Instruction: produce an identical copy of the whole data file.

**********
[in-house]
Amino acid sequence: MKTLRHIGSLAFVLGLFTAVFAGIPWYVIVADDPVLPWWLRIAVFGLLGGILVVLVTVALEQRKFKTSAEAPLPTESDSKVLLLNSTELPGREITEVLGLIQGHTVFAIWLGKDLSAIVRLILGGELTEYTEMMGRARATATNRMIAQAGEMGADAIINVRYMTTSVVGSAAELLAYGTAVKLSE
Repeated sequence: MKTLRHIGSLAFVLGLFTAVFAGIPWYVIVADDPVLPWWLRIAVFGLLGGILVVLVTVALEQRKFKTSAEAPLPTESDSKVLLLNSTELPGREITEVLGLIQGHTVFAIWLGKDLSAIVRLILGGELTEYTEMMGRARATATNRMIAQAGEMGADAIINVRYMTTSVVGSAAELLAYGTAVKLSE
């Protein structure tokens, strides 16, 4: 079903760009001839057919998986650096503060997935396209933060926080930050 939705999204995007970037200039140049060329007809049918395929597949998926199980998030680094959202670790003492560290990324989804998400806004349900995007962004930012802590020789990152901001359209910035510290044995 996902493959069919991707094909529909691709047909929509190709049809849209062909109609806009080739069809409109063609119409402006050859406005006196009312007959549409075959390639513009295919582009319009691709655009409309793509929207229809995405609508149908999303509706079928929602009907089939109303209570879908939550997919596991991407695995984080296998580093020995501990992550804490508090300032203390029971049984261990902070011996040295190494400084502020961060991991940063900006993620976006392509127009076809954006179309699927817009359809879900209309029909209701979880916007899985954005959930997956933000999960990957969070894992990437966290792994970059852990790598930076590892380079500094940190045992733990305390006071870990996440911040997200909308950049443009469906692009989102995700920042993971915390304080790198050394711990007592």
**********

[in-house]
Amino acid sequence: MKTLRHIGSLAFVLGLFTAVFAGIPWYVIVADDPVLPWWLRIAVFGLLGGILVVLVTVALEQRKFKTSAEAPLPTESDSKVLLLNSTELPGREITEVLGLIQGHTVFAIWLGKDLSAIVRLILGGELTEYTEMMGRARATATNRMIAQAGEMGADAIINVRYMTTSVVGSAAELLAYGTAVKLSE
Repeated sequence: MKTLRHIGSLAFVLGLFTAVFAGIPWYVIVADDPVLPWWLRIAVFGLLGGILVVLVTVALEQRKFKTSAEAPLPTESDSKVLLLNSTELPGREITEVLGLIQGHTVFAIWLGKDLSAIVRLILGGELTEYTEMMGRARATATNRMIAQAGEMGADAIINVRYMTTSVVGSAAELLAYGTAVKLSE
């Protein structure tokens, strides 16, 4: 079903760009001839057919998986650096503060997935396209933060926080930050 939705999204995007970037200039140049060329007809049918395929597949998926199980998030680094959202670790003492560290990324989804998400806004349900995007962004930012802590020789990152901001359209910035510290044995 996902493959069919991707094909529909691709047909929509190709049809849209062909109609806009080739069809409109063609119409402006050859406005006196009312007959549409075959390639513009295919582009319009691709655009409309793509929207229809995405609508149908999303509706079928929602009907089939109303209570879908939550997919596991991407695995984080296998580093020995501990992550804490508090300032203390029971049984261990902070011996040295190494400084502020961060991991940063900006993620976006392509127009076809954006179309699927817009359809879900209309029909209701979880916007899985954005959930997956933000999960990957969070894992990437966290792994970059852990790598930076590892380079500094940190045992733990305390006071870990996440911040997200909308950049443009469906692009989102995700920042993971915390304080790198050394711990007592």